I first heard Bach’s choral prelude Ich ruf zu dir, Herr Jesu Christ (“I call to thee, Lord Jesus Christ”) in Tarkovsky’s Solaris (1972). It seems to me one of the most beautiful compositions, and Tarkovsky’s scene, in which the piece harmonizes with the camera as it plays over Brueghel’s Hunters in the Snow (1565), one of the most solemnly lovely in cinema. The camera scrutinizes Brueghel’s painting, at first coldly (as Kris must see it), and then with a certain wistful sorrow, as if in recognition of our hopeless estrangement from the natural life of the old village. The mournful precision of Bach’s piece underscores that there is only the sadness of our estrangement and longing. Kris stirs with new humility and humanity, and he and Hari begin to float, ostensibly in a state of zero gravitation, but actually in a state of grace.
People often speak of Falconetti’s ecstatic expression in Dreyer’s La passion de Jeanne d’Arc (1928) as film’s most inspired synecdoche of the religious experience, but Tarkovsky, in my opinion, exceeds Dreyer artistically and spiritually. Tarkovsky seems engaged not in a pastiche of an archaic faith, but in the genuine struggle of modern faith, and his dense, intricately coded scene seems to compress everything integral to Western culture in its modern self-bewilderment and tentative hope.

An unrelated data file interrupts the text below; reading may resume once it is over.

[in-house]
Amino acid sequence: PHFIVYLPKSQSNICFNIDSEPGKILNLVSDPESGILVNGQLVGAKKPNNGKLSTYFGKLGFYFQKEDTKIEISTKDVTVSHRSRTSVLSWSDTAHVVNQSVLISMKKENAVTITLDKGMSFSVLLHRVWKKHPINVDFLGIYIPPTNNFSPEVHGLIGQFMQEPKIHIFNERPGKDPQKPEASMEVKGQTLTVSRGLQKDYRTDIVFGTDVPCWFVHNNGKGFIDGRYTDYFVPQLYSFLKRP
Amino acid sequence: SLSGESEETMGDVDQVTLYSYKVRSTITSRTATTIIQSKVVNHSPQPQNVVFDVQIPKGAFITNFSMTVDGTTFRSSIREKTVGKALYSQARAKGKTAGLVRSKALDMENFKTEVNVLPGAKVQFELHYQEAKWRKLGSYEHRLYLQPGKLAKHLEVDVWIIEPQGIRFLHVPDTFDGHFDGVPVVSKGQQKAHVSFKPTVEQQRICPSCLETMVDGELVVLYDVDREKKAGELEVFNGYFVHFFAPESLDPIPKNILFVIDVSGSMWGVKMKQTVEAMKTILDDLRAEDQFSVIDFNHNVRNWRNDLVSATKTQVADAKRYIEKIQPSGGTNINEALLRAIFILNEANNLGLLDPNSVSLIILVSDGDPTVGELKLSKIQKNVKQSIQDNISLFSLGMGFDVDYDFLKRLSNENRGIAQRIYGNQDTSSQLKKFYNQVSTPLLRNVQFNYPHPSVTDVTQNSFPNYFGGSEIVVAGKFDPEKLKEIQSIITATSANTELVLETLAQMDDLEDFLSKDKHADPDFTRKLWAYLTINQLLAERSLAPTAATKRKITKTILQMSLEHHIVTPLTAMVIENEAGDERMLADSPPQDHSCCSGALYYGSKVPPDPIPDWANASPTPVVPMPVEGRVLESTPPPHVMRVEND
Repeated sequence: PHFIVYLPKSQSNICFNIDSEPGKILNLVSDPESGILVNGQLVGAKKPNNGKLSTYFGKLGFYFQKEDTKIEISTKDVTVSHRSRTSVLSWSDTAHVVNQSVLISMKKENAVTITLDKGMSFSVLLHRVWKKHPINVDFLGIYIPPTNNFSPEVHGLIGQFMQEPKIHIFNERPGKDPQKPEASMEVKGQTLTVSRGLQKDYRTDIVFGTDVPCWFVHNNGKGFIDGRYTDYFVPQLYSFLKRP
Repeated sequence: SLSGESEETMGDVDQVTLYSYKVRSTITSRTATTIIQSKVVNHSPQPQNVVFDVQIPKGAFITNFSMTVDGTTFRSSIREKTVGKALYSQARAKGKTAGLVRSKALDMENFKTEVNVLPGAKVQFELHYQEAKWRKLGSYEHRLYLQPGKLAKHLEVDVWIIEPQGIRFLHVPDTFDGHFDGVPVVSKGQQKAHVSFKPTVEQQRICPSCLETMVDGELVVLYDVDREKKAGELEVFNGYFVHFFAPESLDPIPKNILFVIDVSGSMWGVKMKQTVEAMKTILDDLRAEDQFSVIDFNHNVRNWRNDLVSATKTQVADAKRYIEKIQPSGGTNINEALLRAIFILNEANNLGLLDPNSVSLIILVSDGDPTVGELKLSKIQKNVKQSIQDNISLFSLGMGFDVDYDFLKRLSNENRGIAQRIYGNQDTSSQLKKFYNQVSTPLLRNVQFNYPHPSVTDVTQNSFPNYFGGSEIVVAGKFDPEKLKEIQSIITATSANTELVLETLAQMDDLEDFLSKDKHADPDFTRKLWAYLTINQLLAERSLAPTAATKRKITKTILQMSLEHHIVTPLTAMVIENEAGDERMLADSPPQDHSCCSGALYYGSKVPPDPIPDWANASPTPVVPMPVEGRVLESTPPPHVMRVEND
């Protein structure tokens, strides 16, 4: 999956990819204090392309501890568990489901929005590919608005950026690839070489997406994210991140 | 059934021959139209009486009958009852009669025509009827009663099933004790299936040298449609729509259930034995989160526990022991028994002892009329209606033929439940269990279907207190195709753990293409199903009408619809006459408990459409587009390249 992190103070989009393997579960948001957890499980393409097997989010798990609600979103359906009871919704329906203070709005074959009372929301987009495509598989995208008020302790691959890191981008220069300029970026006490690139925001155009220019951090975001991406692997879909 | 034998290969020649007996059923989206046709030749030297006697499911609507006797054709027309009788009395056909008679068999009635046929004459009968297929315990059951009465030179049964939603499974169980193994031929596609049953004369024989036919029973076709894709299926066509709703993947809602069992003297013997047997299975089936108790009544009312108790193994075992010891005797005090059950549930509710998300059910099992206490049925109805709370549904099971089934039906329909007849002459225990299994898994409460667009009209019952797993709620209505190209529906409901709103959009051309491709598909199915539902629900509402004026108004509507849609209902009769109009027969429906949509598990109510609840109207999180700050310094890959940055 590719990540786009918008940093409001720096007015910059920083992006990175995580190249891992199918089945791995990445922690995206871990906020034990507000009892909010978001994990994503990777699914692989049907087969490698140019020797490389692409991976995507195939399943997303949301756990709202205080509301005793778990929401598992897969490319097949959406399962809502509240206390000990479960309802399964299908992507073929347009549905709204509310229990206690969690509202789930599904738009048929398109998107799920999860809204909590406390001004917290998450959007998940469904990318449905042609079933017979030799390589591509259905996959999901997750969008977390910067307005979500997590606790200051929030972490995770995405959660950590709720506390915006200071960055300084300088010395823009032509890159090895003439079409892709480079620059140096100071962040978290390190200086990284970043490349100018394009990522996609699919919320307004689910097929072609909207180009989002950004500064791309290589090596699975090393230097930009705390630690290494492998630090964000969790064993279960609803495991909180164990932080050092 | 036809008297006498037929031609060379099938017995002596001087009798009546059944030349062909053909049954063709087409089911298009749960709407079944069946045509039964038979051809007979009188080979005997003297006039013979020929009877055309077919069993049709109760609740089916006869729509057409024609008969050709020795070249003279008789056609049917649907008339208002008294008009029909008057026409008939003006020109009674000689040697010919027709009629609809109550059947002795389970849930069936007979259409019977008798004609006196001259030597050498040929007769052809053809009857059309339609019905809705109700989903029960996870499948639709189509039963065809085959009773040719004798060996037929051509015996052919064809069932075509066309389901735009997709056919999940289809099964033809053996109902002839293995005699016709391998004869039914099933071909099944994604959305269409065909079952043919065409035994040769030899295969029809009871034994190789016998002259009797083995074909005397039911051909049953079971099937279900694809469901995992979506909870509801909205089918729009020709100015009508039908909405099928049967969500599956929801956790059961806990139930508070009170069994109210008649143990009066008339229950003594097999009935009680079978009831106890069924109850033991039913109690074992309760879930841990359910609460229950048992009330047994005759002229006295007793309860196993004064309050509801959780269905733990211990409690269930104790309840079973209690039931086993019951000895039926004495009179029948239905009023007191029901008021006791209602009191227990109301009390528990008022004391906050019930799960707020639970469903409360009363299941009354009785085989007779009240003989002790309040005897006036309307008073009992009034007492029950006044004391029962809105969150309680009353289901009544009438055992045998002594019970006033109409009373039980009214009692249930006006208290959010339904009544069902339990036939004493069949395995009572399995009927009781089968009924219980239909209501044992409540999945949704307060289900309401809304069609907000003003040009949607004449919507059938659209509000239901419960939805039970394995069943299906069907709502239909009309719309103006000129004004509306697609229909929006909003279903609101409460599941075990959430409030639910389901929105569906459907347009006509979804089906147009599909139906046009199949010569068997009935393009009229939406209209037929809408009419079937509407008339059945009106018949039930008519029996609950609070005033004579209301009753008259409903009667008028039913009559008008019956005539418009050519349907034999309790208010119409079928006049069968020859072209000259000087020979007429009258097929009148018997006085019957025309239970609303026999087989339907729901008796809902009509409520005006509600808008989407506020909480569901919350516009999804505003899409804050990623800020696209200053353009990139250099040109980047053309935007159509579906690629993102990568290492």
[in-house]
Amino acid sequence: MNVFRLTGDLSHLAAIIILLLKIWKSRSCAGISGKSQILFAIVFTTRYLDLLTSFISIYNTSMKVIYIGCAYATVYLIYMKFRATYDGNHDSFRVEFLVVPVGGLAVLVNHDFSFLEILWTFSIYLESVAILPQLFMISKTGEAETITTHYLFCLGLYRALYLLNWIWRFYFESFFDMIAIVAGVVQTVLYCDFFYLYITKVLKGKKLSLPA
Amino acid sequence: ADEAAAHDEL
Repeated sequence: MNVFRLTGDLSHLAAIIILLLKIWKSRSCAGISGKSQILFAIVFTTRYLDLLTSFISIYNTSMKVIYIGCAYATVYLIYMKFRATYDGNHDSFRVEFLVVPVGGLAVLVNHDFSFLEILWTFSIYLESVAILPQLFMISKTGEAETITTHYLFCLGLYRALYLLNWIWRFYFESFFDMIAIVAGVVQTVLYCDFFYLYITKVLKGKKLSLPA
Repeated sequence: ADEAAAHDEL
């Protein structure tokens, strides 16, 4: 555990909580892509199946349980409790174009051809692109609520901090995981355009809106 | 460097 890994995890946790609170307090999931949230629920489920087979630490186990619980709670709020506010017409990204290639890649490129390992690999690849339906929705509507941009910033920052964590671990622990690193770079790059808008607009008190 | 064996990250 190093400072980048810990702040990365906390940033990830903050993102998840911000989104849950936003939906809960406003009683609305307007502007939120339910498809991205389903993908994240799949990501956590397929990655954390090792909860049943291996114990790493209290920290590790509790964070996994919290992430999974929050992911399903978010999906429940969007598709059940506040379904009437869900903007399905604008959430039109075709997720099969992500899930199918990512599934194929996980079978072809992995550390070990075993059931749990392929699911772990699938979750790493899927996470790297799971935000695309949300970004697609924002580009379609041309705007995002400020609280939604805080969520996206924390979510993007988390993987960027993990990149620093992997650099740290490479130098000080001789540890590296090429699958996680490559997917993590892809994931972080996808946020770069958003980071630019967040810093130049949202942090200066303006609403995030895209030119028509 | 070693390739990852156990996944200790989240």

In a 1986 interview, Laurence Cossé asked Tarkovsky whether he considered his films “acts of love towards the Creator.” Tarkovsky responded ”I would like to think so. I’m working on it, in any case. The ideal for me would be to make this constant gift, this gift that Bach alone, truly, was able to offer God.”
Horowitz’s transcendentally lovely interpretation:
Pieter Brueghel the Elder (1525-1569), The Hunters in the Snow, 1565, Kunsthistorisches Museum Wien, Vienna: